Julie Cook, Acacia founder shares her learned experience of working from home, which could not be more relevant during the Cornoavirus lockdown.
Like so many other businesses, Acacia Learning took the decision on 16th March to temporarily close its office and for all the team to be fully working from home by 23rd March. On the afternoon of 20th March, the team took their equipment home and set up their workstations sharing photos of these with their colleagues so they could visualise them.
I have many years of remote working and have experienced its highs and lows. It’s important to have a defined space which looks and feels like work to help you keep focused and importantly also be able to walk away from at the appropriate time. The latter is important to maintain a work-life balance which is important for our physical and more importantly mental health.
Working from home can of course be the cause of mental health issues including anxiety, stress and depression. It comes from the lack of interaction with colleagues and the wider world as such. Therefore, it is important to keep in touch with your colleagues and friends, not only via email but by speaking on phone calls and via video face time. It is also important to make sure you schedule “me” time. This can include getting outside and going for a walk, having a bath or even reading a book. And if it all still feels like it’s getting too much, talk to your manager and arrange to re-schedule your day as suitable for both of you.
Distractions exist at work and home, but they do differ. With the closure of schools for non-key workers the potential level of home distraction has been ramped up dramatically. It is however important for children to be aware of discipline of work from that ultimate role model their parent.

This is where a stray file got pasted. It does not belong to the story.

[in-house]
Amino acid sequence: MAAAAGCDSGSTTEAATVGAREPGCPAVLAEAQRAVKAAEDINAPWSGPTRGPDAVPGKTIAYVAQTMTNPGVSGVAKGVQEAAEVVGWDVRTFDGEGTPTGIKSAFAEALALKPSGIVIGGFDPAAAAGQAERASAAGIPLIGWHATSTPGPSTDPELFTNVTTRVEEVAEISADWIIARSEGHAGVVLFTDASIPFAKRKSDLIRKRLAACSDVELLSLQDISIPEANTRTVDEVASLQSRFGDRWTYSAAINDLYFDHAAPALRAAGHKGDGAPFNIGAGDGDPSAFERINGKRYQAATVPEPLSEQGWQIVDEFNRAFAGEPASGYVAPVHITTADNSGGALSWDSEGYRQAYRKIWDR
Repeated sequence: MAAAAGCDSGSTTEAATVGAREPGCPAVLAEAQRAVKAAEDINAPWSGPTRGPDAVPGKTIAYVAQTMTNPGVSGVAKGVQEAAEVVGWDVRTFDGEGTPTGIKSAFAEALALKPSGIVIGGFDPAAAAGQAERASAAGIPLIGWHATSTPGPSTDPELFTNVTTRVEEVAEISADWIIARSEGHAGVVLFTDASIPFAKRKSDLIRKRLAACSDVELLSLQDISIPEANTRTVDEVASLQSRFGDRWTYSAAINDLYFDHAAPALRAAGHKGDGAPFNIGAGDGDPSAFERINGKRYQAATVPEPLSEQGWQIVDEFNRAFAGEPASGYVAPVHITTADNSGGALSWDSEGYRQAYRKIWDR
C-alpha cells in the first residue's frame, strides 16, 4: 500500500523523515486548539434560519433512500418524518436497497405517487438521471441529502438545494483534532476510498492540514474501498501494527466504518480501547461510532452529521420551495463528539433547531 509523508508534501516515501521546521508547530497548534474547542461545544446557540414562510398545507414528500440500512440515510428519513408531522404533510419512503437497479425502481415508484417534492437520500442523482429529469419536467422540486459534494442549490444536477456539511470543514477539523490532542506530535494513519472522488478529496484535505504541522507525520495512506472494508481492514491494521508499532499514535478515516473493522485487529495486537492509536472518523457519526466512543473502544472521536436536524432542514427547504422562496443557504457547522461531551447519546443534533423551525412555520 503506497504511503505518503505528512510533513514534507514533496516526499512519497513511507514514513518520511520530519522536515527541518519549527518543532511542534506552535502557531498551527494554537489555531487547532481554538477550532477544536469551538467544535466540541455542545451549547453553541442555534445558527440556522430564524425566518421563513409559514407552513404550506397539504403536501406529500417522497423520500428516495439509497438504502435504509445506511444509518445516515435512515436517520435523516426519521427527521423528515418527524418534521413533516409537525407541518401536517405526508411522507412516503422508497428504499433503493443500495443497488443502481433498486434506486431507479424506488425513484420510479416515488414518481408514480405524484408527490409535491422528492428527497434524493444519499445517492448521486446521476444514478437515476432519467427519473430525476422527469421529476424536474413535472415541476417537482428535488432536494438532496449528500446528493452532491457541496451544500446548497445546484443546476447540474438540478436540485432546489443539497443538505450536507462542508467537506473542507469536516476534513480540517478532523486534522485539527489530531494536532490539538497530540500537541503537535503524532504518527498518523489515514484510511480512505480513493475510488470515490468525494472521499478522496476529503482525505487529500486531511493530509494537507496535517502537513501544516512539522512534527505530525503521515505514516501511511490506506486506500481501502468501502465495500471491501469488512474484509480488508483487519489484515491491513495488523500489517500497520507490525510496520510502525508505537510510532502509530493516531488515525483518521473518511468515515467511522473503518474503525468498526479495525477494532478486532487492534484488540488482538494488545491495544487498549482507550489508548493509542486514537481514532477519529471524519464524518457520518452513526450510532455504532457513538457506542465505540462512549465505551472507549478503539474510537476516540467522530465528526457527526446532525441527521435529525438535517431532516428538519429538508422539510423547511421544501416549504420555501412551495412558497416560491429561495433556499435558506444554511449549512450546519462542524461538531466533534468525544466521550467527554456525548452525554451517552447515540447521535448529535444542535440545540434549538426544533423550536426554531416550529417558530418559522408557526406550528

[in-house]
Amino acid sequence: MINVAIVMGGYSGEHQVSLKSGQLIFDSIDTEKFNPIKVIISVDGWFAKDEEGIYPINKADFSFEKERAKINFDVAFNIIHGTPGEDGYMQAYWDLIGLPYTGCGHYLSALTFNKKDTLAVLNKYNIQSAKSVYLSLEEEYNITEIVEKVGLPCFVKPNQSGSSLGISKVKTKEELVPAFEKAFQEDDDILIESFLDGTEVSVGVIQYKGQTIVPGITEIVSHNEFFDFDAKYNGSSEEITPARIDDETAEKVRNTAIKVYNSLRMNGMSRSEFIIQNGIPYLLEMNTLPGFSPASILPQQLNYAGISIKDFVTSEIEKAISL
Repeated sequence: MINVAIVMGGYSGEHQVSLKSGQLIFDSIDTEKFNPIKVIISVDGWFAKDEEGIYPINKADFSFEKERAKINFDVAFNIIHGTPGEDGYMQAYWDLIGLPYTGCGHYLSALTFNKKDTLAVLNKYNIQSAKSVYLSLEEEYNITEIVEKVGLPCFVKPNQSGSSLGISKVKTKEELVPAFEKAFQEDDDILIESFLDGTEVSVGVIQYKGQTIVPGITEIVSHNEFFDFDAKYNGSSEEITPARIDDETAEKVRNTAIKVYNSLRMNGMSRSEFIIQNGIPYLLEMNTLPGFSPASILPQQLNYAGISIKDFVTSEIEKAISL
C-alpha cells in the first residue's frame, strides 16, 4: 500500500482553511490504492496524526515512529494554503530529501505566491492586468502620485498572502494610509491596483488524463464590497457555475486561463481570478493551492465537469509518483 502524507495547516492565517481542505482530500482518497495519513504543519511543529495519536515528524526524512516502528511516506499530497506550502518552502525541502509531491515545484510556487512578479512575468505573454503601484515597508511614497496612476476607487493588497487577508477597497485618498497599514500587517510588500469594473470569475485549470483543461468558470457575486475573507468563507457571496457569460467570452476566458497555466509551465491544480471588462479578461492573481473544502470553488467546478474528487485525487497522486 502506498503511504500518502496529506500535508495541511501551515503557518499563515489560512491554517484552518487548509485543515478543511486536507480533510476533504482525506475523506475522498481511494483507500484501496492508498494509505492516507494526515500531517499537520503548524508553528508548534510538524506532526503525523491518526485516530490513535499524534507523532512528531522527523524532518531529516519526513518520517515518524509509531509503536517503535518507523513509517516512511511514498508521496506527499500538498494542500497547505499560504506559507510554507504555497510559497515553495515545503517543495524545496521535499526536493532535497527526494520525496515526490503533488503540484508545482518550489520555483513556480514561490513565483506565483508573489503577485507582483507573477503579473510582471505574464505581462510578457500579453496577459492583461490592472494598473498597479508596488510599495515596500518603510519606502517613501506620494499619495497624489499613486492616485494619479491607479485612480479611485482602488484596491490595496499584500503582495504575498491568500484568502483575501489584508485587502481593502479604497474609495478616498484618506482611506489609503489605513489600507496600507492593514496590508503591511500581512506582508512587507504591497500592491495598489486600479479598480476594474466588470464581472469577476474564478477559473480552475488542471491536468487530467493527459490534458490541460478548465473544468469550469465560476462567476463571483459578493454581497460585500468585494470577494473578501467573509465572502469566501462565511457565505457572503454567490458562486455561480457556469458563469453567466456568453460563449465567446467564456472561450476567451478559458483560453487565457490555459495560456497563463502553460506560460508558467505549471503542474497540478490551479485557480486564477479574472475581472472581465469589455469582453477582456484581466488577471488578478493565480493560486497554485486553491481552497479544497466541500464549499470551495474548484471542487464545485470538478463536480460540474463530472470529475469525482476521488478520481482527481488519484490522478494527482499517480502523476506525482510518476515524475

In an office environment it is easy to ask a question of a colleague (a distraction for them) rather than figure it out for yourself. WFH there is a better chance of independent thinking and thus improving resilience.
By agreement with your manager working hours can be more flexible. It’s easier to take breaks and so importantly come back to work refreshed and energised.
Communication with your colleagues is still of vital importance. In one day yesterday I participated in meetings via Google Hangouts, Zoom and Houseparty! Seeing and hearing your colleagues rather than over reliance on emails enables sound problem solving and minimises risk of miscommunication.
A lot of people will be relieved to be spared their daily commute, freeing up more time, saving fares/fuel costs not to mention risk of infection for those using public transport (and not just from Covid-19!)
Acacia Learning has a relaxed dress code but working from home takes this to the next level. Two of three video calls yesterday were made in slippers – what’s not to like.
It will be interesting to see after the crisis is over how many employees will want to stay working at home. Equally of interest is how employers have found this a viable way to run their business.